That’s quite a question in the title! And the answer is yes. As I discussed in my last blog post, personally identifiable information (PII) is the property of the person it’s about, and you need to get permission to use it after a clear disclosure of what you intend to use it for. And, you can keep it only so long as needed for that original purpose, so it’s not a bad idea to state that retention period in the disclosures.
So far, so good – a simple and perfectly reasonable proposition. But, in most cases, that simple proposition is enforced by a legal regime that imposes penalties on the collecting organization for failing to do so. Those penalties may be arbitrarily large, as in the E.U., where the local Data Privacy Authority (DPA) can impose pretty much whatever penalties it sees fit to get the message across, or they can be seemingly small penalties imposed by statute according to some schedule. Here’s the rub about that seemingly small penalty: Multiplication being what it is, a small number multiplied by a large number equals a large number. That $100 fine per violation might seem like it’s not worth bothering too much about, but if each individual person is a violation, and the violation involves 50,000 people, the aggregate penalty gets very big very quickly. And failure to collect all of the needed permissions on something like a website could easily hit a number like that.
As a practical matter, this means that it’s not enough to make the disclosure and obtain the permissions, you have to be able to prove you did it. And that means keeping records of it. And so the small irony of it all is that laws that urge and require you to keep as few records containing PII for as short a period of time as possible pretty much require you to create new records to prove compliance, even if they don’t explicitly say so. And of course, those new records contain PII, showing as they do that you made a particular disclosure to a specific person and obtained the permission of that person to collect and use their information. Likewise, your new permission and disclosure records are subject to the same privacy laws as your other records containing PII, and you can keep them only as long as needed. So, you need to determine and enforce a retention period for them.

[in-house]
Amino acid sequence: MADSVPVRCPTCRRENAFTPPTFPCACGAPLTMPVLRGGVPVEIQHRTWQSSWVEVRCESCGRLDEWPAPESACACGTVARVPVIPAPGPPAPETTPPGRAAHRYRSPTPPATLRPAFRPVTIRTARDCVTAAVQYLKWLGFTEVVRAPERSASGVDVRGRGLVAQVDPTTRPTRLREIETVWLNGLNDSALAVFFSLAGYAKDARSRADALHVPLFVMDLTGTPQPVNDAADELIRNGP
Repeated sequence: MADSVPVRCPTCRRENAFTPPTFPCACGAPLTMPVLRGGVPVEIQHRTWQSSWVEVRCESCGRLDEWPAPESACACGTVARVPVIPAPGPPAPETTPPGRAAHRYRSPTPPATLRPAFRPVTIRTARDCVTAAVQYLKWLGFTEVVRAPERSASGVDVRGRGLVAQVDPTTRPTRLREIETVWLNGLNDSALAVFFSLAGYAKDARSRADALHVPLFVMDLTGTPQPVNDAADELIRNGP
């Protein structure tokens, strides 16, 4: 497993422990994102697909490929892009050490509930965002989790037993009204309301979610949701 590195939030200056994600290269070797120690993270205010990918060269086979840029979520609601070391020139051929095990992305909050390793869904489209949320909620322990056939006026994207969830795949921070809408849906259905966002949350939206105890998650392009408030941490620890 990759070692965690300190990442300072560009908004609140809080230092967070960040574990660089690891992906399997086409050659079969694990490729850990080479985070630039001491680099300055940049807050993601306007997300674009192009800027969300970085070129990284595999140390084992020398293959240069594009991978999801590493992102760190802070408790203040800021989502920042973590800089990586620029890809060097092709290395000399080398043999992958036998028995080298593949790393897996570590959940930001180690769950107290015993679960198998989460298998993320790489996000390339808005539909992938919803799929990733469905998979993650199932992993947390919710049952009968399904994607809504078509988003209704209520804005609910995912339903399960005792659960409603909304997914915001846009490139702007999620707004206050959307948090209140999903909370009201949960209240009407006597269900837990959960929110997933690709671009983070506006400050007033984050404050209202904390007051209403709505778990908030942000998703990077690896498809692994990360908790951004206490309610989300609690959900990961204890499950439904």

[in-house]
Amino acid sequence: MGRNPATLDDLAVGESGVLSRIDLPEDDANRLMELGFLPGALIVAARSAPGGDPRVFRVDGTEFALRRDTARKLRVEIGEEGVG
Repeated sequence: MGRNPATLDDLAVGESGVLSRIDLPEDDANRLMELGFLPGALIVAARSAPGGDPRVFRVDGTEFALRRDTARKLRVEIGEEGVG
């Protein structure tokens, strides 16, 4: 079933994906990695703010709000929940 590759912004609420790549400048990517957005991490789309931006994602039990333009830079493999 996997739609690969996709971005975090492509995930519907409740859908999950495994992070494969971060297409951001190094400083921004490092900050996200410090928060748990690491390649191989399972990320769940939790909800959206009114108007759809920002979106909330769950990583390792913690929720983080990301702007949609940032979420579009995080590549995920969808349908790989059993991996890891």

In practice, this can be a lot of records. Even very small businesses with a web presence, or a heavily customer-facing business model, can touch a lot of people, and will have a great many reasons to collect information about as many of them as possible. And customers and prospects aren’t the only ones you need to think about either. In some places, you need to make pretty much the same disclosures to employees and others, so that just adds to the mix and the complications. Very quickly, it gets way past the we’ll-track-it-on-a-spreadsheet phase and into some sort of automated management regime that, for example, tracks the people who opt in to information collection on a website. Any sort of web-enabled form fill-in is amenable to this, and most of you had undoubtedly encountered web forms with disclosures and opt-in check boxes concerning privacy. The owner is undoubtedly tracking your opt-in for exactly the reasons we just discussed. If you were to file a complaint – and people do – they would respond by producing a record of the date and time you opted in, and probably a copy of the language of the disclosures and permissions.
All of this raises the inevitable question, how long do we keep this stuff? Well, a reasonable period, whatever that is. In the absence of a hard requirement, which may be there someplace or not, you need to determine what the applicable statute of limitations is for privacy violations in the jurisdiction(s) in question. It might be a specific statute of limitation for privacy violations, or it might be a more general one. Whichever, that’s your starting point. Remember, you’re allowed to keep these records long enough to defend yourself in a legal action or administrative investigation, but if you think you might want to keep them longer than that, do so advisedly, and make sure your reasoning is sound and strong.
The last thing you need is a privacy violation for trying to avoid a privacy violation.
For more on how to ensure PII consent can be responsibly managed, check out this webcast recording: Webcast: Privacy Impact Assessments – Why You Need Them, What You Need to Know